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Pneumonia

What Causes Pneumonia?

Last modified: 
23/04/2012 - 15:36

Contributing Author: Guy Slowik FRCS

There are about 30 different causes of pneumonia. However, they all fall into one of these categories:

  • Infective pneumonia: Inflammation and infection of the lungs and bronchial tubes that occurs when a bacteria (bacterial pneumonia) or virus (viral pneumonia) gets into the lungs and starts to reproduce.
  • Aspiration pneumonia: An inflammation of the lungs and bronchial tubes caused by inhaling vomit, mucous, or other bodily fluids. Aspiration pneumonia can also be caused by inhaling certain chemicals.

Infective Pneumonia

Bacterial pneumonia can attack anyone. The most common cause of bacterial pneumonia in adults is a bacteria called Streptococcus pneumoniae or Pneumococcus. Pneumococcal pneumonia occurs only in the lobar form.

An increasing number of viruses are being identified as the cause of respiratory infection. Half of all pneumonias are believed to be of viral origin. Most viral pneumonias are patchy and the body usually fights them off without help from medications or other treatments.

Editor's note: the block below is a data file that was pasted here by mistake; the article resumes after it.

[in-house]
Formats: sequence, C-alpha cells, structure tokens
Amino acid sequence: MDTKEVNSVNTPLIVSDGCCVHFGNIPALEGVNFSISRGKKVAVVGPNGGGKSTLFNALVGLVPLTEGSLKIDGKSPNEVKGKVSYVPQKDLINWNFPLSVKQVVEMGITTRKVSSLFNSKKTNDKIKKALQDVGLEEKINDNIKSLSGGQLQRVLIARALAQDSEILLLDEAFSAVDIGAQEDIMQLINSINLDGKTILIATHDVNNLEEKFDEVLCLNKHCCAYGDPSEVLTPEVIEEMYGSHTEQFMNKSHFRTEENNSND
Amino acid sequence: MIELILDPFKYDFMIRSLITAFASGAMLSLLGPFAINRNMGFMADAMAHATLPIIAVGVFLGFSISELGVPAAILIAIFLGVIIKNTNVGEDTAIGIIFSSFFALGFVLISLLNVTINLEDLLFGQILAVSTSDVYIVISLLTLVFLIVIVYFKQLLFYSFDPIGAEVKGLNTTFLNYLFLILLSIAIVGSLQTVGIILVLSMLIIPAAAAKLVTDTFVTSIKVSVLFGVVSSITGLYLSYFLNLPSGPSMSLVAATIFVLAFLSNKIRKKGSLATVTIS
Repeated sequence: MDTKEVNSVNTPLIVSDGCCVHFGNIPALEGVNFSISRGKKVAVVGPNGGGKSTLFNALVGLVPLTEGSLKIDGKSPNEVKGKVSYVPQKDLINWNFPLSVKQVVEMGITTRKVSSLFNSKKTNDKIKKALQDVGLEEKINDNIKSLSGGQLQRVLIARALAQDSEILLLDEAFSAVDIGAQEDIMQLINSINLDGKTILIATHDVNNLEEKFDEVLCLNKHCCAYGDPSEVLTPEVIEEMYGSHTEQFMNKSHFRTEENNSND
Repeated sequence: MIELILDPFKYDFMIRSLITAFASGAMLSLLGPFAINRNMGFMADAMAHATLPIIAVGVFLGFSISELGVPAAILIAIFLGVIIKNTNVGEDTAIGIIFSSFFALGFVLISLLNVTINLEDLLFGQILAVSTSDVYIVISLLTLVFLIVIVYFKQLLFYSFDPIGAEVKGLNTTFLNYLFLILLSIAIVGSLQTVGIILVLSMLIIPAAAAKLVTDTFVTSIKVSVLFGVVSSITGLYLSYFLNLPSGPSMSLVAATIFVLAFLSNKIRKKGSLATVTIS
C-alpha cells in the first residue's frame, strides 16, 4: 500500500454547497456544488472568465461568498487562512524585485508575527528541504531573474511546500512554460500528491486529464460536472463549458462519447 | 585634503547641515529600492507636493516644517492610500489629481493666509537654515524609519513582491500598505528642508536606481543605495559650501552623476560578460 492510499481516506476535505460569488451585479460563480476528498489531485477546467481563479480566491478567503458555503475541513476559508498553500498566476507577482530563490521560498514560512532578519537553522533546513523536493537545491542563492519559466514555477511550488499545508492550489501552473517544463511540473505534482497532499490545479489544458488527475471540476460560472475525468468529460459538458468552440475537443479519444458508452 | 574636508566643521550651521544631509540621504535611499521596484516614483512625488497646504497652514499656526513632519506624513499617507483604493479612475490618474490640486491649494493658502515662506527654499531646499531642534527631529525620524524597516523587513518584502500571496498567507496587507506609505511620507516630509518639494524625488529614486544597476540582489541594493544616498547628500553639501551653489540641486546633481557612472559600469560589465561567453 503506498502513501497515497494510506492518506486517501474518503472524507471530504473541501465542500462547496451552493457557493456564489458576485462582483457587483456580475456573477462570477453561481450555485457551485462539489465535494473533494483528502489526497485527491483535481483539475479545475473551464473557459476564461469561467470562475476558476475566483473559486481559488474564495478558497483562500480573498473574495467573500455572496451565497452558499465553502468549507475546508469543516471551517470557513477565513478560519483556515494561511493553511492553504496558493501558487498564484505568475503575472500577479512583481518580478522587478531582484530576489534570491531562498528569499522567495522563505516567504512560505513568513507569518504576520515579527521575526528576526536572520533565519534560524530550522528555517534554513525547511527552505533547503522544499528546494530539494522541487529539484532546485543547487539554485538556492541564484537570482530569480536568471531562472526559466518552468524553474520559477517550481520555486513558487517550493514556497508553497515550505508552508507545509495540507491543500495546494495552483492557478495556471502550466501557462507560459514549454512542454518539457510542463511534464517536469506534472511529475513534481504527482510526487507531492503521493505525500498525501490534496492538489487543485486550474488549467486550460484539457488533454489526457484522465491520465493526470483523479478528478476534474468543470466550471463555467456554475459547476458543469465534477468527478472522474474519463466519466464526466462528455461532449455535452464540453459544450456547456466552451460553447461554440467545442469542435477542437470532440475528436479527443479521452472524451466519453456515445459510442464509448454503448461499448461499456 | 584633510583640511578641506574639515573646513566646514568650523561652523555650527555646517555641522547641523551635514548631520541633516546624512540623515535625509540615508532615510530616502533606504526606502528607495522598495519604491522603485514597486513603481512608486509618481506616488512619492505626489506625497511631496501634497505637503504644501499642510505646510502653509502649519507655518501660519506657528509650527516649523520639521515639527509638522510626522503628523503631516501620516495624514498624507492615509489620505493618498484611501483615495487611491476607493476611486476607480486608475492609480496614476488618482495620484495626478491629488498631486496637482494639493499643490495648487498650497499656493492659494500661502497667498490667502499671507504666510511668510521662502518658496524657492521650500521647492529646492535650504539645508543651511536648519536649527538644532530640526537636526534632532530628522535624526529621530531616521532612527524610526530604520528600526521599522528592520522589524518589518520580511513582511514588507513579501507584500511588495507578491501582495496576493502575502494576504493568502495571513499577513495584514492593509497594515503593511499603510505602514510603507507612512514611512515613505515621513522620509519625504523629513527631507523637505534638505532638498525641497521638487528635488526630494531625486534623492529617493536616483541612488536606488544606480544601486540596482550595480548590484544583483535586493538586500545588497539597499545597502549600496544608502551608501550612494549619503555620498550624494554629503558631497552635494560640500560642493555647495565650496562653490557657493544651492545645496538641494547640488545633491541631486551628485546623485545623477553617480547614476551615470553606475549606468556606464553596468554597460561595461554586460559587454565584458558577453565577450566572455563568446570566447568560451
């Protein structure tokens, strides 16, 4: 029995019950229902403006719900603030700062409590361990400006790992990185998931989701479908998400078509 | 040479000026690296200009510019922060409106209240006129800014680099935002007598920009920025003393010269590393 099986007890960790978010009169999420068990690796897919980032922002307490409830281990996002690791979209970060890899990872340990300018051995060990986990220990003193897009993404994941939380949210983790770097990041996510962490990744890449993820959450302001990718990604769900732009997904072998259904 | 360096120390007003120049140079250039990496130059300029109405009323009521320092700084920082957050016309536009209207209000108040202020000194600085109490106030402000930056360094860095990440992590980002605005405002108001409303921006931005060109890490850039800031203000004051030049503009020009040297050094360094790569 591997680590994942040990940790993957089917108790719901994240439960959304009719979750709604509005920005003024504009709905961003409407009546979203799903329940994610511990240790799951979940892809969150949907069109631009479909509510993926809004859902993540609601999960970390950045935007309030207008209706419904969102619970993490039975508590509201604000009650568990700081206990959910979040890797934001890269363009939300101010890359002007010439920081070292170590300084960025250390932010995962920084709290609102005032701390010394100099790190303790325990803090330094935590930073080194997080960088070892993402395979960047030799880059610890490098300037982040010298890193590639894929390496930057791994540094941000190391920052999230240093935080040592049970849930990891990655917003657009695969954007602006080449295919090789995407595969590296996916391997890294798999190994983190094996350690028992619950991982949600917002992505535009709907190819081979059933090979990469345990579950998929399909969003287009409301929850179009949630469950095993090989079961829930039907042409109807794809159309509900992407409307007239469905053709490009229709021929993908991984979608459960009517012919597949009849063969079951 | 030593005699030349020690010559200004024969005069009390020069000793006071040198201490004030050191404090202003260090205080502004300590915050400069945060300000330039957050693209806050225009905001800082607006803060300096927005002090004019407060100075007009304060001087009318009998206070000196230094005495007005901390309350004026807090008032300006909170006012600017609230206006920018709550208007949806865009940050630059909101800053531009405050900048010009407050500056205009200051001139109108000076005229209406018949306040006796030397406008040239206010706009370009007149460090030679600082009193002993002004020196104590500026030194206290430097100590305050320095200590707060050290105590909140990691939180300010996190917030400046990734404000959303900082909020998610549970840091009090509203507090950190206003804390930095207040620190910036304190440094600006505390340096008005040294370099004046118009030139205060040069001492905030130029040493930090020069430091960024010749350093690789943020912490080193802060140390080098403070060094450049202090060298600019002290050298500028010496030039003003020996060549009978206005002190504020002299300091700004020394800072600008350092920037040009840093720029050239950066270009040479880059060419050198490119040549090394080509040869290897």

Pneumococcus can affect more than the lungs. The bacteria can also cause serious infections of the covering of the brain (meningitis), the bloodstream, and other parts of the body.

Nice To Know:

The viruses and bacteria that cause pneumonia are contagious and are usually found in fluid from the mouth or nose of an infected person. Pneumonia can spread by coughs and sneezes, by sharing drinking glasses and eating utensils with an infected person, and contact with used tissues or handkerchiefs.

Handwashing is important when around a person with pneumonia, since the bacteria and viruses can also be spread to your hands and then to your mouth.

Aspiration Pneumonia

Inhaling vomit, irritating fumes, or other substances can result in aspiration pneumonia. Agents such as petroleum solvents, dry cleaning fluid, lighter fluid, kerosene, gasoline, and liquid polishes and waxes are the most likely causes. Pulmonary edema, or fluids in the lung from injury, can develop rapidly. With repeated exposure, the lungs may lose elasticity and small airways may become obstructed. This can lead to increased reactive airway disease and chronic lung disease in adults.

Nice To Know:

Although most cases of pneumonia are caused by a viral or bacterial infection, the disease can also be caused anything that obstructs the bronchial tubes. Tumors, peanuts, hard candies, or small toys in the bronchial tubes can trap bacteria, viruses, or fungi, resulting in pneumonia.

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From Andrew Maynard - Chair of the University of Michigan Department of Environmental Health Sciences, with help from David Faulkner - 2013 Master of Public Health graduate.